A Pennsylvania man arrested Wednesday stands accused of tricking teenage girls into sending him revealing pictures of themselves and then using those images in a cycle of extortion that even extended to demands for photos of one girl's mother.
A 10-page affidavit filed by an FBI agent in U.S. District Court described the scheme, which mirrors others reported nationwide. In an age when every teen has a cell phone and sending a photo takes just a few keystrokes, such schemes have even earned their own name: sextortion.
"Sextortion is a serious problem," said Parry Aftab, executive director of WiredSafety.org, a volunteer organization that gets daily calls from teens trapped by predators. "Our kids are giving them so much ammunition. ... It's like shooting fish in a barrel."
Russell R. Freed, a 43-year-old from Brentwood, Pa., was arrested and detained pending a hearing Friday. A Pennsylvania Turnpike Commission engineering project manager, he now faces charges of extorting visual depictions of minors engaged in sexual conduct. Some of the activity charged may have occurred at a turnpike office, according to an FBI affidavit.
According to the FBI affidavit, Freed texted a 15-year-old girl starting in September, requesting pornographic pictures. She complied, thinking the texts were from her boyfriend.
When she realized they weren't and balked at sending more, the tone turned threatening, according to the affidavit. She was told if she didn't send more, her earlier pictures would be forwarded to friends and family.
Her mother got a message through a Facebook account demanding pictures -- and warning that, if she didn't comply, images of her daughter would be sent far and wide. The mother went to police, and a Ross, Pa., detective began posing as her in communications with the man.
Another friend of the victim reported she was tricked into sending revealing pictures by a texter identifying himself as "Jordan." The affidavit indicated it was Freed. At one point, the texter suggested a three-way sexual act.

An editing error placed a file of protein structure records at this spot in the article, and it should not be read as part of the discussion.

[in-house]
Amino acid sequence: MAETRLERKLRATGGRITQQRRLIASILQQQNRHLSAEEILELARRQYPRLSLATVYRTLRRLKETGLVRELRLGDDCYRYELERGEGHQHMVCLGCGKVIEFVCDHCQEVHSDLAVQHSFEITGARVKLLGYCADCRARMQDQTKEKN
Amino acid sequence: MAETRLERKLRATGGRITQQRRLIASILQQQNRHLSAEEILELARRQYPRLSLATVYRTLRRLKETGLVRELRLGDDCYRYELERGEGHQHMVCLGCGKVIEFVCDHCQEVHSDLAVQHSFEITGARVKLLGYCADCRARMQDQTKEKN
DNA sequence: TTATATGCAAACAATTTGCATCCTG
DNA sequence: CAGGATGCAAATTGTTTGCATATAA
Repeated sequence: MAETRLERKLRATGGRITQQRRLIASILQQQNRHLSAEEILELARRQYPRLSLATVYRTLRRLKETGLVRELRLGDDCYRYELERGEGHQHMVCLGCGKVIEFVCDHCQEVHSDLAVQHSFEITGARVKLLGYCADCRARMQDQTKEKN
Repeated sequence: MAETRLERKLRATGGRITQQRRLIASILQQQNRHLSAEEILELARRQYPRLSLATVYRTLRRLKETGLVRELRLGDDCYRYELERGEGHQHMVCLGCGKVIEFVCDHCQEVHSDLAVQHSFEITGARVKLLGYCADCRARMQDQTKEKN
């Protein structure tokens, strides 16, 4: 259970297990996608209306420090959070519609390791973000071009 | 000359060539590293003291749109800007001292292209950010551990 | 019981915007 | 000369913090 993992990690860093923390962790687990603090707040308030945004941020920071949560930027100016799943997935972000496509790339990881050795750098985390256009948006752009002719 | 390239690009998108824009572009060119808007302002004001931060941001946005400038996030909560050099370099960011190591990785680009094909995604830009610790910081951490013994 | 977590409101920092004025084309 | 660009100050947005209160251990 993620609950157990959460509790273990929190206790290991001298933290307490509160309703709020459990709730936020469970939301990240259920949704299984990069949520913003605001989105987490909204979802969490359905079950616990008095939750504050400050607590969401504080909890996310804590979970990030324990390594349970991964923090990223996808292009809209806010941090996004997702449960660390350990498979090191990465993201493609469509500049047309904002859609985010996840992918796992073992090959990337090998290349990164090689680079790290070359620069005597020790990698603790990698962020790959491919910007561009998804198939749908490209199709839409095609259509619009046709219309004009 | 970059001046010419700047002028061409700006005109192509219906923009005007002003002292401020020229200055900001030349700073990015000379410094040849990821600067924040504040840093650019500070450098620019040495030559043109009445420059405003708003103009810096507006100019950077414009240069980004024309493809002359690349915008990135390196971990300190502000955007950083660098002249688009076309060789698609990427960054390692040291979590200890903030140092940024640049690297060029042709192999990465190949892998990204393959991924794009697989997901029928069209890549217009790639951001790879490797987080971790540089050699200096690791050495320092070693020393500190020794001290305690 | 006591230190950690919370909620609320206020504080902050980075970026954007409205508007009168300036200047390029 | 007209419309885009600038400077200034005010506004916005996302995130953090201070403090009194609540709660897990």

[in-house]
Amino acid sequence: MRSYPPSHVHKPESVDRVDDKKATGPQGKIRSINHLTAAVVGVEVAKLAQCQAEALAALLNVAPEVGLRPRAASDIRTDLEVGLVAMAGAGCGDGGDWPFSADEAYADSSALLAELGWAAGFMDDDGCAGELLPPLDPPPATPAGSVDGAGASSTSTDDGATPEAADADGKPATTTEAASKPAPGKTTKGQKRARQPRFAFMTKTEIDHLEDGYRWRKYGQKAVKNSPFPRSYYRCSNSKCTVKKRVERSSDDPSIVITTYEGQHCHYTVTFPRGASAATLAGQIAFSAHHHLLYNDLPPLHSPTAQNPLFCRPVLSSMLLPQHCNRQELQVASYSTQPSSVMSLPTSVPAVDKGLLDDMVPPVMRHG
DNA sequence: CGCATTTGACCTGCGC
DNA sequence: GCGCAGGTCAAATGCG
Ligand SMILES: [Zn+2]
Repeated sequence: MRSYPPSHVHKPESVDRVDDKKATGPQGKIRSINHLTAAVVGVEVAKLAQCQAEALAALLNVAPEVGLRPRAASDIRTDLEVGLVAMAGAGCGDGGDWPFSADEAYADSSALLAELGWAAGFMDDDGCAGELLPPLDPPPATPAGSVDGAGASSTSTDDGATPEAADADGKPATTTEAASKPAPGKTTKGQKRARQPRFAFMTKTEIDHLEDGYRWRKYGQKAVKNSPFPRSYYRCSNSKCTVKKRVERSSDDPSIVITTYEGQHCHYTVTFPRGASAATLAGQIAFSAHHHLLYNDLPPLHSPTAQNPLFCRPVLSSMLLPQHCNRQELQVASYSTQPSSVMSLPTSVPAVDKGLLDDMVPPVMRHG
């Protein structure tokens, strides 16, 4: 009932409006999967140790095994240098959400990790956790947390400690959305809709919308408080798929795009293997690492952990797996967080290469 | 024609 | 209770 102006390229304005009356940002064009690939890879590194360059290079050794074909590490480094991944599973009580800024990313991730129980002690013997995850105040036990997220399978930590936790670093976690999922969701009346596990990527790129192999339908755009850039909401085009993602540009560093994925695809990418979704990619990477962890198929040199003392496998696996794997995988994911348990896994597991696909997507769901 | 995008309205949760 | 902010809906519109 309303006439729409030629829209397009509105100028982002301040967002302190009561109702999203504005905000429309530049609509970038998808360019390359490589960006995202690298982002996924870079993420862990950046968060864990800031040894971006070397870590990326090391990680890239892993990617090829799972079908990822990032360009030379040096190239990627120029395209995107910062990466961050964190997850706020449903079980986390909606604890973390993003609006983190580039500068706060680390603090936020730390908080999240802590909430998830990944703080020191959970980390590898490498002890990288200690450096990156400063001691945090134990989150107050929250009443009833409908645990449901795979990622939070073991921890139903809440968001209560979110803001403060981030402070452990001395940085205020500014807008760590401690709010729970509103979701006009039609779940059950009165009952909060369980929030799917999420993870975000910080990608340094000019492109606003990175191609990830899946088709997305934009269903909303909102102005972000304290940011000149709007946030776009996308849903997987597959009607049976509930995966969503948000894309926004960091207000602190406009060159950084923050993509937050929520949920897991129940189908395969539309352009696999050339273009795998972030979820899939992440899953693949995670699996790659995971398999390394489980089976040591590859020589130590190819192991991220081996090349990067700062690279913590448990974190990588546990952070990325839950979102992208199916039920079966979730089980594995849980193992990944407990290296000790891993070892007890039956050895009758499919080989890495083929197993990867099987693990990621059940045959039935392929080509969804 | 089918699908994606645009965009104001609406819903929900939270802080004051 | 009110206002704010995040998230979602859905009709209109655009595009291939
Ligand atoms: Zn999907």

FBI investigators tracked some of the cellphone activity to the turnpike commission's Western Regional Office in New Stanton, where Freed earns a $66,770 annual salary. Police stopped a turnpike-issued car Wednesday, found the phone inside and arrested Freed, according to the complaint.
Aftab said she saw her first sextortion case 10 years ago. A trickle of cases followed, but it has grown to a torrent as picture-taking phones have become ubiquitous.
"If you've got a cell phone in your hand, it's photo capable," she said. There's no technical barrier when a youth is urged by friends to take a revealing picture and send it on, she said. From there, the image can go anywhere.
Aftab said she has seen such photos fall into the hands of people who have threatened to kill or rape the young person if they don't send more. Short of that, threats to provide the photos to parents, friends, school officials or employers can render teens vulnerable.
"We see kids who are actually forced into real-life meetings for sexual purposes to avoid these things becoming public," Aftab said.
The perpetrators can face multiple charges, including child pornography, extortion and exploitation counts, she said.
Parents need to do more than lecture their kids, she said.
Kids "need to understand that they are going to be victimized by the big, creepy, slimy people that they want to avoid," she said, adding that they need to know that adults will be checking their cell phones as long as they live under the same roof.
"The old-fashioned 'let me see it' spot check works pretty well," she said.
FBI agents and Ross police were working the case Wednesday evening and could not comment.
(Contact Rich Lord at email@example.com.)
(Distributed by Scripps Howard News Service, www.scrippsnews.com.)